by Vanessa Tucker
Project Director, Countries at the Crossroads
Last week, Freedom House released the 2012 edition of Freedom in the World, its annual survey of political rights and civil liberties. According to the report, Egypt remains in the Not Free category, but with a number of score improvements and an upward trend arrow to reflect progress since the ouster of long-standing president Hosni Mubarak in February 2011. Some might argue that this assessment does not give sufficient credit to the achievements of the uprising, while others will insist that the improvements registered in the report are not justified in light of ongoing repression.
The most obvious area of progress was in the growth of political pluralism, particularly when compared with the preceding years’ staggering crackdowns on political opposition, as the Mubarak regime prepared for what many expected to be a hereditary succession. The Supreme Council of the Armed Forces (SCAF), which took power after Mubarak’s ouster, enacted a number of important reforms, including the restoration of judicial supervision over elections, the lifting of severe restrictions on political parties, key improvements to the voter registry, and other changes, reluctantly agreed to, regarding a proportional-representation voting system.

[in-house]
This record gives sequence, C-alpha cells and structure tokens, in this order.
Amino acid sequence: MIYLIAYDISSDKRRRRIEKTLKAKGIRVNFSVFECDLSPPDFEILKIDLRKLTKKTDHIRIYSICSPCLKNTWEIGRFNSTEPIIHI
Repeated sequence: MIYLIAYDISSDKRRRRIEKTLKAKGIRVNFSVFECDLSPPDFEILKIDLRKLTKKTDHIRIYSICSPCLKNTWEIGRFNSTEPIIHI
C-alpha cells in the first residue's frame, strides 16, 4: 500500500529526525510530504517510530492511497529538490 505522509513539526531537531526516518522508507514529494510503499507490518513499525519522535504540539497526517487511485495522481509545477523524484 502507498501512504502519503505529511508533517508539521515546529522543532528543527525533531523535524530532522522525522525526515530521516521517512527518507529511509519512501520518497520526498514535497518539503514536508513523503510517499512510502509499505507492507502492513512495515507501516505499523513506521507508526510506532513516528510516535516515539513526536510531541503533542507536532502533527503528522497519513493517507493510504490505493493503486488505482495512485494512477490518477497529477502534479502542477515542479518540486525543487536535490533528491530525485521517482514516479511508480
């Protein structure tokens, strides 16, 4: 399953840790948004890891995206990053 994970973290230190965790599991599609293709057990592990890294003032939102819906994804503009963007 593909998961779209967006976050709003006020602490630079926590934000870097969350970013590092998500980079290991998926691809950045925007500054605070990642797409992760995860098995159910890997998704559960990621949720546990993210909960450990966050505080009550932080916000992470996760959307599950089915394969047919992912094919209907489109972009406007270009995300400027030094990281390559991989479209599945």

As a result of these reforms, a range of new or previously banned parties were allowed to participate openly in the political system. In perhaps the most notable outcome, the Muslim Brotherhood’s Freedom and Justice Party (FJP) was able to campaign for and ultimately win a large number of parliamentary seats, whereas before Mubarak’s fall, the Muslim Brotherhood was formally banned. While it did contest past elections through candidates running as independents, their success in a thoroughly rigged system was essentially a function of executive whim.
Indeed, the 2011 parliamentary elections, which began in November and ended earlier this month, were by all accounts much more open and competitive than the sham exercises conducted in 2010. Despite some irregularities, a severe lack of organization, and deficiencies in the Supreme Electoral Commission (SEC), it was clear that fraud, violence, and intimidation were dramatically less common than in previous elections. Egypt’s scores in Freedom in the World would have been even higher if the elections had been completed and the parliament seated before the end of the reporting period.
It is easy to forget when recounting these striking successes that there were no elected executive or legislative officials in place from the time of Mubarak’s fall until just this week, when the new parliament formally convened. During the intervening months, all state power rested with the unelected SCAF, which gave numerous indications that it was not genuinely committed to a transition to civilian rule. Instead it attempted to carve out special privileges and prerogatives that it hoped to retain under any new constitution. The SCAF also renewed and expanded the widely reviled Emergency Law, effectively criminalizing strikes, the spreading of false news and information, and the obstruction of traffic—a provision used to thwart street protests. (The SCAF partially lifted the emergency law yesterday, with the important caveat that it can still be used in cases of “thuggery.” It is unclear whether this change will prove significant in practice.)